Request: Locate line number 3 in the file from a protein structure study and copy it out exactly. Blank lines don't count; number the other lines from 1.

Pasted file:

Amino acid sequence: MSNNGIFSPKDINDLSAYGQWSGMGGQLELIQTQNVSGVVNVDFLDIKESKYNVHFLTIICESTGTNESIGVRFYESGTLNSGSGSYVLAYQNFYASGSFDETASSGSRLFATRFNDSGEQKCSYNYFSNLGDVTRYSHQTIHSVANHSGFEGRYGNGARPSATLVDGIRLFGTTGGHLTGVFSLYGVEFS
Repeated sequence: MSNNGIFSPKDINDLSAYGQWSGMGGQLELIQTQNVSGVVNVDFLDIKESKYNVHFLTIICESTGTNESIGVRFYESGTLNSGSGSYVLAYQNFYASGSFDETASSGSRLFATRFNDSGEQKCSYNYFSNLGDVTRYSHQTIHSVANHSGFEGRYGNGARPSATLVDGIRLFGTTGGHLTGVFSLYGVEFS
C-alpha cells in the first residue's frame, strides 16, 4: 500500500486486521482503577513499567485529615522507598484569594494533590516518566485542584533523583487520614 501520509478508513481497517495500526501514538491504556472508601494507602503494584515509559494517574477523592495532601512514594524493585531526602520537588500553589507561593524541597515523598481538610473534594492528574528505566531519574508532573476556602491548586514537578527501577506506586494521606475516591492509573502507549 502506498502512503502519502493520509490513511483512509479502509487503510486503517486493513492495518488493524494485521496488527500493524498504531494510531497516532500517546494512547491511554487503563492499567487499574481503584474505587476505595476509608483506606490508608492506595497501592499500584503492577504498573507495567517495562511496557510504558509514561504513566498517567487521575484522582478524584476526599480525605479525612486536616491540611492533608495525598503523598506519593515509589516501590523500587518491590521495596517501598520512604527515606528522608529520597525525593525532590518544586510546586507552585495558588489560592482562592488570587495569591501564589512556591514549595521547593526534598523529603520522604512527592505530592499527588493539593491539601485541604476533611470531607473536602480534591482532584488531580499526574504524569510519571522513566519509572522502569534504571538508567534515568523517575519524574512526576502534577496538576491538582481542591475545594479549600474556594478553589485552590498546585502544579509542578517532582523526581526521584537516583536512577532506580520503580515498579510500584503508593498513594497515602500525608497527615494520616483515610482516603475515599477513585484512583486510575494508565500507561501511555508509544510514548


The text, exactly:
C-alpha cells in the first residue's frame, strides 16, 4: 500500500486486521482503577513499567485529615522507598484569594494533590516518566485542584533523583487520614 501520509478508513481497517495500526501514538491504556472508601494507602503494584515509559494517574477523592495532601512514594524493585531526602520537588500553589507561593524541597515523598481538610473534594492528574528505566531519574508532573476556602491548586514537578527501577506506586494521606475516591492509573502507549 502506498502512503502519502493520509490513511483512509479502509487503510486503517486493513492495518488493524494485521496488527500493524498504531494510531497516532500517546494512547491511554487503563492499567487499574481503584474505587476505595476509608483506606490508608492506595497501592499500584503492577504498573507495567517495562511496557510504558509514561504513566498517567487521575484522582478524584476526599480525605479525612486536616491540611492533608495525598503523598506519593515509589516501590523500587518491590521495596517501598520512604527515606528522608529520597525525593525532590518544586510546586507552585495558588489560592482562592488570587495569591501564589512556591514549595521547593526534598523529603520522604512527592505530592499527588493539593491539601485541604476533611470531607473536602480534591482532584488531580499526574504524569510519571522513566519509572522502569534504571538508567534515568523517575519524574512526576502534577496538576491538582481542591475545594479549600474556594478553589485552590498546585502544579509542578517532582523526581526521584537516583536512577532506580520503580515498579510500584503508593498513594497515602500525608497527615494520616483515610482516603475515599477513585484512583486510575494508565500507561501511555508509544510514548